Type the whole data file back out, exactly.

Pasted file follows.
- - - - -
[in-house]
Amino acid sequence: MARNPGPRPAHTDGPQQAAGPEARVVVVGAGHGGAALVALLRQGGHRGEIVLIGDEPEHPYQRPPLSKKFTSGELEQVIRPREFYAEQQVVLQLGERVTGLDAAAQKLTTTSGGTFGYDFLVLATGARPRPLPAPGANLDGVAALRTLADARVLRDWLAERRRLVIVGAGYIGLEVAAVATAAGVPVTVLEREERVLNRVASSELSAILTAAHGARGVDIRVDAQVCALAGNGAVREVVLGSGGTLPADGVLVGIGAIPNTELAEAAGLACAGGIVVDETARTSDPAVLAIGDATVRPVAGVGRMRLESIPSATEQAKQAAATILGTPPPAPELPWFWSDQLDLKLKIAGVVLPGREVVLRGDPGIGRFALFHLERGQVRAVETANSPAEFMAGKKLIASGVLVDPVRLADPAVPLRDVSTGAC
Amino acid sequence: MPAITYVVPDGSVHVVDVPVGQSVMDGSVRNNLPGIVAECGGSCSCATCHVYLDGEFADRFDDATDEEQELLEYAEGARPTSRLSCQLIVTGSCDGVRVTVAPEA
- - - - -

[in-house]
Amino acid sequence: MARNPGPRPAHTDGPQQAAGPEARVVVVGAGHGGAALVALLRQGGHRGEIVLIGDEPEHPYQRPPLSKKFTSGELEQVIRPREFYAEQQVVLQLGERVTGLDAAAQKLTTTSGGTFGYDFLVLATGARPRPLPAPGANLDGVAALRTLADARVLRDWLAERRRLVIVGAGYIGLEVAAVATAAGVPVTVLEREERVLNRVASSELSAILTAAHGARGVDIRVDAQVCALAGNGAVREVVLGSGGTLPADGVLVGIGAIPNTELAEAAGLACAGGIVVDETARTSDPAVLAIGDATVRPVAGVGRMRLESIPSATEQAKQAAATILGTPPPAPELPWFWSDQLDLKLKIAGVVLPGREVVLRGDPGIGRFALFHLERGQVRAVETANSPAEFMAGKKLIASGVLVDPVRLADPAVPLRDVSTGAC
Amino acid sequence: MPAITYVVPDGSVHVVDVPVGQSVMDGSVRNNLPGIVAECGGSCSCATCHVYLDGEFADRFDDATDEEQELLEYAEGARPTSRLSCQLIVTGSCDGVRVTVAPEA